Can't read, won't buy: globalization requires more communication than ever before
The American activist Marian Wright Edelman said, “You can't be what you can't see”. The current global remote work revolution is certainly helping businesses worldwide provide opportunities for people to “see” and to “be” in ways that before now were not possible.
Communication is a key tool in driving this democratisation of opportunity, and language has an important role in this. By speaking to customers and employees in their native tongue, we can better identify and achieve our common goals and provide a real opportunity for people everywhere. For example, one global employment platform has translated its website into fifteen new languages. In doing so, they are now directly communicating, in language, with 160 countries globally.
In a world where local and global sit more comfortably side by side, a more authentic and recognisable voice is becoming increasingly important, and language is key to engaging with customers on all channels. A recent CSA Research report into business user language preferences and behaviours found that when faced with the choice of two similar product offers, 76 per cent of people are more likely to purchase the one in their local language.
Eliminating ANY barriers between the consumer and what they need from you is important. For a company emerging from pandemic business conditions, it is likely to be even more critical. As many far-sighted and dynamic organisations look to capitalise on the ‘new normal', where remote work has been embraced, and talent more widely spread throughout the neighbouring region or even the world, finding new markets is becoming a fundamental part of their plan. With this breaking down of traditional geographic barriers, it makes sense to not only find talent in new jurisdictions but also to open up business channels there and tap into new markets.
Again, a major role in opening those markets is to present customers with information that is accessible. Having local-language advertisements or articles that lead to an English-language website is inefficient and will place a barrier between you and your customer.
Recent research from Globalization Partners has established that to reach 160 countries worldwide, it is necessary to localise material into 15 different languages. This is out of a total of 6,909 known living languages. While most organisations looking to explore new markets in their region will not need that kind of global scale, it will still be necessary to consider communications material and digital channels in a local language.
Further investigation from CSA research suggests that – at a very minimum – 73 per cent of consumers want product reviews available to them in their language. While nearly two-thirds will tolerate mixed languages on a website, a further 40 per cent will not buy products or services in other languages.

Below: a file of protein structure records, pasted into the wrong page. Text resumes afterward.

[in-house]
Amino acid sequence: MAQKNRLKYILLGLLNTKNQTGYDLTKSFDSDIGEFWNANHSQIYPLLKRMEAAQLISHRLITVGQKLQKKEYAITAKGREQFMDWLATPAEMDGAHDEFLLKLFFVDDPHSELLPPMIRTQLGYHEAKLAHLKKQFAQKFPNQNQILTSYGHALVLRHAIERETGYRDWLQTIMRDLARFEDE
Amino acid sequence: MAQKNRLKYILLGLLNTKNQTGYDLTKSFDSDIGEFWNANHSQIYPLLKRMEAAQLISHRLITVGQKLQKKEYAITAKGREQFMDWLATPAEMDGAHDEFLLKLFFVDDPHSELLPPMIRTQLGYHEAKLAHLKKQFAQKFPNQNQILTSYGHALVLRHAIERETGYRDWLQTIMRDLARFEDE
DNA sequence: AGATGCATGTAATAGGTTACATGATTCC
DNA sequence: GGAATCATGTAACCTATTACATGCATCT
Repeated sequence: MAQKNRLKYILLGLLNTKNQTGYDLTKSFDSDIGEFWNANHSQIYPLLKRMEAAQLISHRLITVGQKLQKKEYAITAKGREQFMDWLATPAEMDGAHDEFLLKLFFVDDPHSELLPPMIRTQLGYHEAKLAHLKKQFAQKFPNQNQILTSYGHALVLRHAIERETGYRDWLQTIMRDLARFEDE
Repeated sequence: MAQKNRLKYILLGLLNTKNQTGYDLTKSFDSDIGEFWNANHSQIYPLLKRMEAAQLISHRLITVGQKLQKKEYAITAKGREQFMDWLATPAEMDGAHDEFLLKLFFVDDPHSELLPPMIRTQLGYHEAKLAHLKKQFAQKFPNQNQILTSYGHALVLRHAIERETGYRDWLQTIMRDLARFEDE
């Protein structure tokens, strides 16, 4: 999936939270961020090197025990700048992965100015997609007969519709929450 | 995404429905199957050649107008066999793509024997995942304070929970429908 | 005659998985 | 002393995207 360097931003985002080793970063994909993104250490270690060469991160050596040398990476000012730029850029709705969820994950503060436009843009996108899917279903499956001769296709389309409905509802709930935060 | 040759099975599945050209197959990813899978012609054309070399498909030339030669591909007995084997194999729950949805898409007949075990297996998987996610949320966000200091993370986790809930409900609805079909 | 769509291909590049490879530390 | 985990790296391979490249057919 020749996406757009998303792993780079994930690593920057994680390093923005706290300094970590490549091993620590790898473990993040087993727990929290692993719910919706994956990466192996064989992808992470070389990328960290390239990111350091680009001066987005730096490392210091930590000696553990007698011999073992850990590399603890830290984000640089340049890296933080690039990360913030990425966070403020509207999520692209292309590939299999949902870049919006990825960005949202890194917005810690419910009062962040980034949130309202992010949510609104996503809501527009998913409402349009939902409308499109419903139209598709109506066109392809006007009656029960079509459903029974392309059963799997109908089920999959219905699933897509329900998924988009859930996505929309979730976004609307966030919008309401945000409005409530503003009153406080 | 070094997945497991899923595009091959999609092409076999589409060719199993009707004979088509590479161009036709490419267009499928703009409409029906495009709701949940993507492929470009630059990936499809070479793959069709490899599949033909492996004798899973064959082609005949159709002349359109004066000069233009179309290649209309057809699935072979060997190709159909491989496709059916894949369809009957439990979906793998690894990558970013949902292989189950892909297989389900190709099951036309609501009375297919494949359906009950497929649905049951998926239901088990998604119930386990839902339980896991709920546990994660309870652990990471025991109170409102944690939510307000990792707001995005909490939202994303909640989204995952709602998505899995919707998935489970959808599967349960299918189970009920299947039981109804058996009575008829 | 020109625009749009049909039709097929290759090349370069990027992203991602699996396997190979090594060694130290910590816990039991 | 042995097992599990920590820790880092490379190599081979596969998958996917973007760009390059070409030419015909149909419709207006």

Looking again at changing trends in global business, it becomes apparent that companies are revisiting their approach to finding talent and looking beyond borders to new jurisdictions. Research by Australian recruitment firm Robert Half, as reported by Staffing Industry Analysts, suggests that as many as 70 per cent of Australian business leaders will seek to hire international talent permanently in 2022. A further 61 per cent will look for international talent on a contract basis.
While most of these hires will be brought into the country to work, many are also embracing the remote workforce, with up to 68 per cent of companies set to hire international talent to work remotely. When looking specifically at the technology sector, this figure rises to 77 per cent when limiting the results to CIO-level respondents.
These figures are compounded by a recent CFO Survey conducted by Globalization Partners, which suggested that 74 per cent of CFOs were considering a shift to remote or hybrid work. In addition, a further 80 per cent were considering an expansion into new countries where they did not currently operate as part of a long-term expansion strategy.
With this level of regionalisation and globalisation, it is clear that companies are embracing the changing business landscape and will seek to leverage remote workforces in new jurisdictions to find the talent they require to maintain business continuity and tap into new markets.
Making this transition even easier, a global employment platform can now facilitate that expansion in a matter of hours, saving businesses the weeks or even months it can take to set up an entity and hire employees in new jurisdictions. With all payroll, insurance and local laws adhered to, it is possible to have a fully compliant employee working productively in a new country rapidly, with little risk to the organisation.
With more ‘feet on the street', the world subsequently becomes a smaller place. As a result, new markets are easier to find, and new customers easier to win. All of this, of course, can be much easier and more effective IF the company also has the foresight to properly prepare and engage with their new market in their own language.